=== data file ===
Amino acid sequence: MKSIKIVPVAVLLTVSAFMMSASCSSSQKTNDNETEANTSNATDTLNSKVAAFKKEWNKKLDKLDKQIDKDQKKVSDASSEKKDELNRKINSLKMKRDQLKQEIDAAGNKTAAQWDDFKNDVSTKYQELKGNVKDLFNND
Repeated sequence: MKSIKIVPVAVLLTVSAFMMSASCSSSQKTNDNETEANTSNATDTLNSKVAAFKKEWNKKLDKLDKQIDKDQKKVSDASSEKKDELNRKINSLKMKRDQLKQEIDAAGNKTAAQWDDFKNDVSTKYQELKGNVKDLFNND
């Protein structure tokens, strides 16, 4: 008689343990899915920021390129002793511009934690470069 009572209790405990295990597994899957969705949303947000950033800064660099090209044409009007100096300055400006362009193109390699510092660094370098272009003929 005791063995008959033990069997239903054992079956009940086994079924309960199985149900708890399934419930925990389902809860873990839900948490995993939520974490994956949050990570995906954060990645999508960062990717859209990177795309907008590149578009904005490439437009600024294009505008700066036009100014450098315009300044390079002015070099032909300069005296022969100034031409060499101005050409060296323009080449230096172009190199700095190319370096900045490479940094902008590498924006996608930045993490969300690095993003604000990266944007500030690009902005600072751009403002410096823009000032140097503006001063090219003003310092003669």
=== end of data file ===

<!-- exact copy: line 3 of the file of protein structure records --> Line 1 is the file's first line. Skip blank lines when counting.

């Protein structure tokens, strides 16, 4: 008689343990899915920021390129002793511009934690470069 009572209790405990295990597994899957969705949303947000950033800064660099090209044409009007100096300055400006362009193109390699510092660094370098272009003929 005791063995008959033990069997239903054992079956009940086994079924309960199985149900708890399934419930925990389902809860873990839900948490995993939520974490994956949050990570995906954060990645999508960062990717859209990177795309907008590149578009904005490439437009600024294009505008700066036009100014450098315009300044390079002015070099032909300069005296022969100034031409060499101005050409060296323009080449230096172009190199700095190319370096900045490479940094902008590498924006996608930045993490969300690095993003604000990266944007500030690009902005600072751009403002410096823009000032140097503006001063090219003003310092003669």